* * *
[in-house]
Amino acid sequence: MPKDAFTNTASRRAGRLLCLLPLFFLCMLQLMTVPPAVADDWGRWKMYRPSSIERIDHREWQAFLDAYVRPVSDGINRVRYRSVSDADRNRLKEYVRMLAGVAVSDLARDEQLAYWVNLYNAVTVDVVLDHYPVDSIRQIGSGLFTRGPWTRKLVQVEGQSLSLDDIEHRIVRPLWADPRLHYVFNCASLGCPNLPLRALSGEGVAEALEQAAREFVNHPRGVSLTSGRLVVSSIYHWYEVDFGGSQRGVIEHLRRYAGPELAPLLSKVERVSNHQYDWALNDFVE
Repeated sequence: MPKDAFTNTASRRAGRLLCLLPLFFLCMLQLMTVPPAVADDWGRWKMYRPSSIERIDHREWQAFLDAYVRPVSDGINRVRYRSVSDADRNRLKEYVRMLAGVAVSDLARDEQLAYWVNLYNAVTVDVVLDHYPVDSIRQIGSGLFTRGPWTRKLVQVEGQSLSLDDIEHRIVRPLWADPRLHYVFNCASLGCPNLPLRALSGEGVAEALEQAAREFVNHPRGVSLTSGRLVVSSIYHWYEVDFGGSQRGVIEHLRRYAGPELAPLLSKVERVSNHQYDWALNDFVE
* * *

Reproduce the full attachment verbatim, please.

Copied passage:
[in-house]
Amino acid sequence: MPKDAFTNTASRRAGRLLCLLPLFFLCMLQLMTVPPAVADDWGRWKMYRPSSIERIDHREWQAFLDAYVRPVSDGINRVRYRSVSDADRNRLKEYVRMLAGVAVSDLARDEQLAYWVNLYNAVTVDVVLDHYPVDSIRQIGSGLFTRGPWTRKLVQVEGQSLSLDDIEHRIVRPLWADPRLHYVFNCASLGCPNLPLRALSGEGVAEALEQAAREFVNHPRGVSLTSGRLVVSSIYHWYEVDFGGSQRGVIEHLRRYAGPELAPLLSKVERVSNHQYDWALNDFVE
Repeated sequence: MPKDAFTNTASRRAGRLLCLLPLFFLCMLQLMTVPPAVADDWGRWKMYRPSSIERIDHREWQAFLDAYVRPVSDGINRVRYRSVSDADRNRLKEYVRMLAGVAVSDLARDEQLAYWVNLYNAVTVDVVLDHYPVDSIRQIGSGLFTRGPWTRKLVQVEGQSLSLDDIEHRIVRPLWADPRLHYVFNCASLGCPNLPLRALSGEGVAEALEQAAREFVNHPRGVSLTSGRLVVSSIYHWYEVDFGGSQRGVIEHLRRYAGPELAPLLSKVERVSNHQYDWALNDFVE